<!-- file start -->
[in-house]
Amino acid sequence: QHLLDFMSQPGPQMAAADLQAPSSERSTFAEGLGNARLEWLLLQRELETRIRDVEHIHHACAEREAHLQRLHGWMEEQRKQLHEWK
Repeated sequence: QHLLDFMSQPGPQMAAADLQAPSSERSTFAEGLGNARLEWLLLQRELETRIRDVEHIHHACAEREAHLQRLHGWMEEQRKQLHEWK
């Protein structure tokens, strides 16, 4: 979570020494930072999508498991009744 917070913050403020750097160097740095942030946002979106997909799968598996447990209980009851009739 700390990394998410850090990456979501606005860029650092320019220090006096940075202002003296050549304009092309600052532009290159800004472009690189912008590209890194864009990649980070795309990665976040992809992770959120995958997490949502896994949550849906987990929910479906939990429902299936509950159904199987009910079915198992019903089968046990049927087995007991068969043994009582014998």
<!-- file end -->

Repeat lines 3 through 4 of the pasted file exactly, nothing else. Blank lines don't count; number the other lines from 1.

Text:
Repeated sequence: QHLLDFMSQPGPQMAAADLQAPSSERSTFAEGLGNARLEWLLLQRELETRIRDVEHIHHACAEREAHLQRLHGWMEEQRKQLHEWK
């Protein structure tokens, strides 16, 4: 979570020494930072999508498991009744 917070913050403020750097160097740095942030946002979106997909799968598996447990209980009851009739 700390990394998410850090990456979501606005860029650092320019220090006096940075202002003296050549304009092309600052532009290159800004472009690189912008590209890194864009990649980070795309990665976040992809992770959120995958997490949502896994949550849906987990929910479906939990429902299936509950159904199987009910079915198992019903089968046990049927087995007991068969043994009582014998």